Douglass, Andrew Ellicott (1867-1962) - Research Article from World of Earth Science

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American astronomer and archaeologist

Andrew E. Douglass invented and named dendrochronology, the technique of counting and studying the rings in tree trunks to determine not only the ages of trees, but also the past climatological, geological, agricultural, social, and economic conditions of the local area.

Born in Windsor, Vermont, on July 5, 1867, Douglass received his bachelor's degree with honors in 1889 from Trinity College in Hartford, Connecticut. After working five years for the Harvard University Observatory, including an expedition to Arequippa, Peru, from 1891 to 1893 to establish Harvard's Southern Hemisphere Observatory, he accepted the offer of astronomer Percival Lowell (1855–1916) to build an observatory in the American Southwest. They founded Lowell Observatory in 1894 by erecting an 18-inch telescope on a mesa outside Flagstaff, Arizona. Lowell was preoccupied with Mars, and some historians argue that Lowell may have skewed Douglass' data in order to support his theories...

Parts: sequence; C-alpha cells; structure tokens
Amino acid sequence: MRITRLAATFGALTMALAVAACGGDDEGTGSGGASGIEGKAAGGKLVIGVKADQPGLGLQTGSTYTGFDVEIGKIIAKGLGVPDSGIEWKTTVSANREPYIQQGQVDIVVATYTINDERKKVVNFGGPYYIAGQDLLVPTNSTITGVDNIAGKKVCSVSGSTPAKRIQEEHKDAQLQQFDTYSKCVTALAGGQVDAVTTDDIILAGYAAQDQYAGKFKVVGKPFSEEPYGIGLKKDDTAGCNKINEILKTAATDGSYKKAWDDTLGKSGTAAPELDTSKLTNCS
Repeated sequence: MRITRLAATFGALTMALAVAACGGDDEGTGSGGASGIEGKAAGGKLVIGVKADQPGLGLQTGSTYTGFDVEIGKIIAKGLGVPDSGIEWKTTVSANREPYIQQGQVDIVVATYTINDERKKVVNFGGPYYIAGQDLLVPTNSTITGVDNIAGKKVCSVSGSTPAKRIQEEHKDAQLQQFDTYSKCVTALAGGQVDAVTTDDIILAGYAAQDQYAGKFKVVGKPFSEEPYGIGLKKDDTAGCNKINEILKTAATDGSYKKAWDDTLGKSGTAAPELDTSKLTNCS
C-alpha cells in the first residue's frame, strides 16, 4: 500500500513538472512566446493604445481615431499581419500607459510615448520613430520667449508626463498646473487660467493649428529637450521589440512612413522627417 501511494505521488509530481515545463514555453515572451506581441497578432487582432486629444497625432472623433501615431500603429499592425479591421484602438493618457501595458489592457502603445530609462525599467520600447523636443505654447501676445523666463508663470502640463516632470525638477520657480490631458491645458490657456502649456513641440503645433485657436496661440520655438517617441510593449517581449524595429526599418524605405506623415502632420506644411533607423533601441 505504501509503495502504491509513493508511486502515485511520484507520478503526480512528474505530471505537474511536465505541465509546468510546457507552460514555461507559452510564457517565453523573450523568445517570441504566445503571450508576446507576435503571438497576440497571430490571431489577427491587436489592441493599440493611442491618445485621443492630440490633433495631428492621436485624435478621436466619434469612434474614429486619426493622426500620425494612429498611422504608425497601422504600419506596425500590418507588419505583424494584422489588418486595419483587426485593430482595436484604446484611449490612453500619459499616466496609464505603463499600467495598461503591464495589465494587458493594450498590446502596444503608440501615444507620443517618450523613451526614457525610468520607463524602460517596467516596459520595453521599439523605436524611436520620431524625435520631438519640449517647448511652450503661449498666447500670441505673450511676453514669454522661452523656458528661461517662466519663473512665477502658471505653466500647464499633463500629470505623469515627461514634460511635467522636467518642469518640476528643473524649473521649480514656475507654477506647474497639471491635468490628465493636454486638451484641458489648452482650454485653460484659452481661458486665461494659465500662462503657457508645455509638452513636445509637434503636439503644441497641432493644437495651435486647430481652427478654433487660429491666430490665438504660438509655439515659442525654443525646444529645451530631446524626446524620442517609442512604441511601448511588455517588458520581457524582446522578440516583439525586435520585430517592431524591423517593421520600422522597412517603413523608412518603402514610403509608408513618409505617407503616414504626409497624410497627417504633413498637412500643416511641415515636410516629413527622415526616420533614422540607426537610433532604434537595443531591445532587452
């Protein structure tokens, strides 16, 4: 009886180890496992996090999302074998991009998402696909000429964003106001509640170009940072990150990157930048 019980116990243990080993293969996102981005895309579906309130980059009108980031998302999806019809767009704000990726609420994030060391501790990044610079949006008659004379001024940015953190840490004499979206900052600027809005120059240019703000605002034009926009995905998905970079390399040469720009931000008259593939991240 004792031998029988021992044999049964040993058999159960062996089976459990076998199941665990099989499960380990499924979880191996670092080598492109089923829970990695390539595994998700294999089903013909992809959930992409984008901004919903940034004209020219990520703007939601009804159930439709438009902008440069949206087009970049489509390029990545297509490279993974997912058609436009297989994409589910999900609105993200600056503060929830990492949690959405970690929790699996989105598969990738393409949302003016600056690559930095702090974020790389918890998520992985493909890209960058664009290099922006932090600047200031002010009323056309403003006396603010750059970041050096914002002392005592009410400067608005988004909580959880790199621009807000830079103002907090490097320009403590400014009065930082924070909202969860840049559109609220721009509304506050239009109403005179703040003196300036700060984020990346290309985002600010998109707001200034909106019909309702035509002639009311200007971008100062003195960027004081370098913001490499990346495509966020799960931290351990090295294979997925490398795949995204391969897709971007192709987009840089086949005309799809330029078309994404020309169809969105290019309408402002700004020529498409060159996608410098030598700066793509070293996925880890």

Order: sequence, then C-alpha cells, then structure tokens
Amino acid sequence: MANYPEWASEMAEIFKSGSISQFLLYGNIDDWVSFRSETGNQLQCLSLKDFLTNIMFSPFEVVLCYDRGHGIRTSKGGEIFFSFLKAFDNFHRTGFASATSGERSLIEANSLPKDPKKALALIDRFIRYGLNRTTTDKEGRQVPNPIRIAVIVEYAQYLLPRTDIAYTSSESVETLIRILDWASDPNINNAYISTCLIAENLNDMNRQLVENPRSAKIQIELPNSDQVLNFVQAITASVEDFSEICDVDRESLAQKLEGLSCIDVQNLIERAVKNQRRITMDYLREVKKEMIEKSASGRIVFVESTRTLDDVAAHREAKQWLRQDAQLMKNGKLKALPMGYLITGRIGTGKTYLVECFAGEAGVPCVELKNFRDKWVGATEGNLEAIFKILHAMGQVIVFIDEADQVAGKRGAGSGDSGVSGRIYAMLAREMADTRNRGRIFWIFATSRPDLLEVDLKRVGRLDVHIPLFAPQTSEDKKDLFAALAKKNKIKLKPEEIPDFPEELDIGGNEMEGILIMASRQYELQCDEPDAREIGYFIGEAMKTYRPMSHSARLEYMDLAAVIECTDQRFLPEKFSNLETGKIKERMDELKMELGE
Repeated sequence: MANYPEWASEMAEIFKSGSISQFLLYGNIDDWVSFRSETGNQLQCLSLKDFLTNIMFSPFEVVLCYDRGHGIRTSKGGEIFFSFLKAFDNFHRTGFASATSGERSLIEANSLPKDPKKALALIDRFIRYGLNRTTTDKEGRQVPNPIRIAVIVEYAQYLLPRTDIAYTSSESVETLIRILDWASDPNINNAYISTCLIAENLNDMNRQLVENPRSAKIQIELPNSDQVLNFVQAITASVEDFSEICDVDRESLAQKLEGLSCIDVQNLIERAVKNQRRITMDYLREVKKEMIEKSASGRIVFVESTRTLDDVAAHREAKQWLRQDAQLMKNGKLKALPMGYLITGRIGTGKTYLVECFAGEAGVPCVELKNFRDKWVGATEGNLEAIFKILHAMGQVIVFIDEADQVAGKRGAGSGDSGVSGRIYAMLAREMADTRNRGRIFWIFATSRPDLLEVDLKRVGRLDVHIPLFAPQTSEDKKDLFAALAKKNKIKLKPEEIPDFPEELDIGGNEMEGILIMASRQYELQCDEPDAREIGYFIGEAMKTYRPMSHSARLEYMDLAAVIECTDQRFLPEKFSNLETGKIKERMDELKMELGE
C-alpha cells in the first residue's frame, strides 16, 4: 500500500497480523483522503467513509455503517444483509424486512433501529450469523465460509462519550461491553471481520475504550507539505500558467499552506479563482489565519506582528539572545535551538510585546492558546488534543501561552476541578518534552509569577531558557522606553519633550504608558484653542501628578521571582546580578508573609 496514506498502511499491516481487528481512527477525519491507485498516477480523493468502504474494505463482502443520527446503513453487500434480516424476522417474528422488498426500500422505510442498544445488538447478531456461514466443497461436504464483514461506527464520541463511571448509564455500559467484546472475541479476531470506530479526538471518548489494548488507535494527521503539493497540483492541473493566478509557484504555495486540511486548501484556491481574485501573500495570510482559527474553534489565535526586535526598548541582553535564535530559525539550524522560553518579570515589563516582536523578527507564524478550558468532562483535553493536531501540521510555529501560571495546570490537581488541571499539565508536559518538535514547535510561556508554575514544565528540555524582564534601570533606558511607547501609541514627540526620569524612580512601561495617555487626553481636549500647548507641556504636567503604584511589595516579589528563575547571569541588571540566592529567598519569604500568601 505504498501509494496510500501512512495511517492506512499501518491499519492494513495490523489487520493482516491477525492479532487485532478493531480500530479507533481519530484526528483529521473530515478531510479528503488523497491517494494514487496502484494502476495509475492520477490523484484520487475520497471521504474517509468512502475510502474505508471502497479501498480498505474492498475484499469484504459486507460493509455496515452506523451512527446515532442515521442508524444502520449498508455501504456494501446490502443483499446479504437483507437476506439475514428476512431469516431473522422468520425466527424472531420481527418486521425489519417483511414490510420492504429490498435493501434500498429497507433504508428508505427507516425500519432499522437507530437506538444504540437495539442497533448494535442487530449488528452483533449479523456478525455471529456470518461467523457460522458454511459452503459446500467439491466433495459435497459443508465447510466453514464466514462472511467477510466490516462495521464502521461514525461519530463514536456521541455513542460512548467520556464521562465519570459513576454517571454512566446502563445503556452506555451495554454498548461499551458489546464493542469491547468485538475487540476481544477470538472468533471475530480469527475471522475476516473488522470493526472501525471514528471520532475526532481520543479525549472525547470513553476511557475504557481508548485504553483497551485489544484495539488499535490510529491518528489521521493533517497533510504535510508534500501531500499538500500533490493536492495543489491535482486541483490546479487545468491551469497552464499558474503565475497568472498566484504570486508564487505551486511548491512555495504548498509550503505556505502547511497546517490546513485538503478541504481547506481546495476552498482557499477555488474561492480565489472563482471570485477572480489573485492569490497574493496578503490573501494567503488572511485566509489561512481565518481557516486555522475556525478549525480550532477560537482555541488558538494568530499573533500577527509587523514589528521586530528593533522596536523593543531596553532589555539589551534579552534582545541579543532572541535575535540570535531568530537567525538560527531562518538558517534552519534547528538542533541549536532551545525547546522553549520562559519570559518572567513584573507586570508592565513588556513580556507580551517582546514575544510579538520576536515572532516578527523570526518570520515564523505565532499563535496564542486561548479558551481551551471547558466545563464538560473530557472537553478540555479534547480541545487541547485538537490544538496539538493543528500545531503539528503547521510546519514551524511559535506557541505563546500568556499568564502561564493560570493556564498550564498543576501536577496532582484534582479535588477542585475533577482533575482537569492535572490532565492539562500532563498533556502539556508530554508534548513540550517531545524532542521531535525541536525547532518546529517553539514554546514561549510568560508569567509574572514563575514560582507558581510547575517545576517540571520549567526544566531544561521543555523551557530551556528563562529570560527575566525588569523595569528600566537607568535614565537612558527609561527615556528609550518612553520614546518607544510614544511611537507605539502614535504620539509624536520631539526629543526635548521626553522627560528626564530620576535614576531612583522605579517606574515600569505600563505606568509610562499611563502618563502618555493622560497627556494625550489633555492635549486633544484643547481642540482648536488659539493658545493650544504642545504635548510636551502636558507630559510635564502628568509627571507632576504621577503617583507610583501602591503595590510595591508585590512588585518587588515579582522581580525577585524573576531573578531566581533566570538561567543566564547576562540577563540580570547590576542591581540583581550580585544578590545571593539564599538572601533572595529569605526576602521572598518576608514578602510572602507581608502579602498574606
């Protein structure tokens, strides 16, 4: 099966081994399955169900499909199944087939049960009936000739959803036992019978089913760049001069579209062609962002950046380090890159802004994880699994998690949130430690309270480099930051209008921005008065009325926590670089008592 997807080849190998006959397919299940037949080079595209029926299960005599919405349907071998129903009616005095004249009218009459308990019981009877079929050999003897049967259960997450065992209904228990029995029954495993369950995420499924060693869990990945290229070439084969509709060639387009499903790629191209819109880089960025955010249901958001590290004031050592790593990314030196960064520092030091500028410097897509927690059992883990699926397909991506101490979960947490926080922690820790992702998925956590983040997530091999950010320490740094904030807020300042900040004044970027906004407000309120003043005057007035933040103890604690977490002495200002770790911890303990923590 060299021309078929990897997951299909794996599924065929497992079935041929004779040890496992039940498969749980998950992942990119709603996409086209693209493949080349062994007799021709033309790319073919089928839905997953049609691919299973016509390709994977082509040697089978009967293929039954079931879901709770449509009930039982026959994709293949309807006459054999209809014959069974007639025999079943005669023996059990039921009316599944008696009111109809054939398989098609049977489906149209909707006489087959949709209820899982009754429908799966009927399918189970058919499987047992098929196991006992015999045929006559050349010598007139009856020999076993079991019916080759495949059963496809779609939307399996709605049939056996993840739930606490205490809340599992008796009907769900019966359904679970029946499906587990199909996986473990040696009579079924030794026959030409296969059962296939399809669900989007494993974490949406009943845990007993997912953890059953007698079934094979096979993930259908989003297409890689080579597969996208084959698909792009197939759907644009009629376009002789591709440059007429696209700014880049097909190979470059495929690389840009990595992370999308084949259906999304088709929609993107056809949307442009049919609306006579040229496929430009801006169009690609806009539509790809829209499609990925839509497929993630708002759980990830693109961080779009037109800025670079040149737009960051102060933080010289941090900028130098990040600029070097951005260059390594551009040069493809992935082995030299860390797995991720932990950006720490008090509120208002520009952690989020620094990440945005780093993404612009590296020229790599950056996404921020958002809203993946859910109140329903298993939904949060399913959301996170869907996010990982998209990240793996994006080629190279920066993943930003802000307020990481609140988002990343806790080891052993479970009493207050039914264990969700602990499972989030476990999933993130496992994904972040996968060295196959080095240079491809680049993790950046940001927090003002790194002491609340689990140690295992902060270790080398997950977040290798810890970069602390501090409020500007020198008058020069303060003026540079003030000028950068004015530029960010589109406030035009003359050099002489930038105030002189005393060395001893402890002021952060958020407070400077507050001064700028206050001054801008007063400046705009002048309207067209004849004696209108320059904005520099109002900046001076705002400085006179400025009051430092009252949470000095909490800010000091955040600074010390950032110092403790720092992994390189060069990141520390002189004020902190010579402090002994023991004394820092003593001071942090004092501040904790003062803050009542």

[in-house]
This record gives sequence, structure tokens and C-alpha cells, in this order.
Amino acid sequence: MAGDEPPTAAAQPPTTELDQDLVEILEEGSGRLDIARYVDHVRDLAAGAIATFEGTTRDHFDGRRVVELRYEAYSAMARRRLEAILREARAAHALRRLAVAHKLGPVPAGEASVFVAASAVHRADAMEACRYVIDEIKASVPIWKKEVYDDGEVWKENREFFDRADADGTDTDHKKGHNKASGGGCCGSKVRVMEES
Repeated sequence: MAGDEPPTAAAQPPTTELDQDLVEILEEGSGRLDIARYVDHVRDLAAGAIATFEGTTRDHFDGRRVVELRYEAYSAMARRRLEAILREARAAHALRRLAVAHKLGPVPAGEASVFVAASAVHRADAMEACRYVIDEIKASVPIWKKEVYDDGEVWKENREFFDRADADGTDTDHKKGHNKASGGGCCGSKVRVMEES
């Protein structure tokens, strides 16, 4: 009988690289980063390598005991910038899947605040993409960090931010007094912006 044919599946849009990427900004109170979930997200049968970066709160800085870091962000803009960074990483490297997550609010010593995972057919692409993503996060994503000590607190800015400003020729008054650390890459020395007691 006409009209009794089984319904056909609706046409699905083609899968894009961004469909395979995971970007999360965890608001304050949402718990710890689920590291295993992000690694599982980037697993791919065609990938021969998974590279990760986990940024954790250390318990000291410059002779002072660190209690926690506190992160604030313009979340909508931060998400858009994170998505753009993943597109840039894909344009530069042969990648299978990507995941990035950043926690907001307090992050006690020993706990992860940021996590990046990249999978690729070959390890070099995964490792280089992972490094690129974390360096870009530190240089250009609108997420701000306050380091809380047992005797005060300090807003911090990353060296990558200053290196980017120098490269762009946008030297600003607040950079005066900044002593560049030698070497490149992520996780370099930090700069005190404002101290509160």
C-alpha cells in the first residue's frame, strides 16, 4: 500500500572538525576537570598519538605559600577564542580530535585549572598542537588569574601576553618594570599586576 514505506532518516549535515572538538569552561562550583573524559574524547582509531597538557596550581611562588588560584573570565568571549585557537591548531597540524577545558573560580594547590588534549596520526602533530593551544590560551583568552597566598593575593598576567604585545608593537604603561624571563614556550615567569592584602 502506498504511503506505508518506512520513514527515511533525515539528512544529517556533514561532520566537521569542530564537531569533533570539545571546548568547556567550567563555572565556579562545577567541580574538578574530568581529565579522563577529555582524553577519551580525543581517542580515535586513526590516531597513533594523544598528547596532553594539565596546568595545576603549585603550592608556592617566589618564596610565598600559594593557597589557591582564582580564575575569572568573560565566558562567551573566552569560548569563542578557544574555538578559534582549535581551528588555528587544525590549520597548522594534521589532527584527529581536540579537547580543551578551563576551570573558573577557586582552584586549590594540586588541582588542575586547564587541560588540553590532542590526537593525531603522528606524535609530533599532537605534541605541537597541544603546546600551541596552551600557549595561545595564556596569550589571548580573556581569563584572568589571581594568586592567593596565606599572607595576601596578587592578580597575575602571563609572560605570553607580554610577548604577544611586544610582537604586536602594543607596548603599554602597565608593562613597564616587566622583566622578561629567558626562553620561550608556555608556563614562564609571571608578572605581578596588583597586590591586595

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This section contains 454 words
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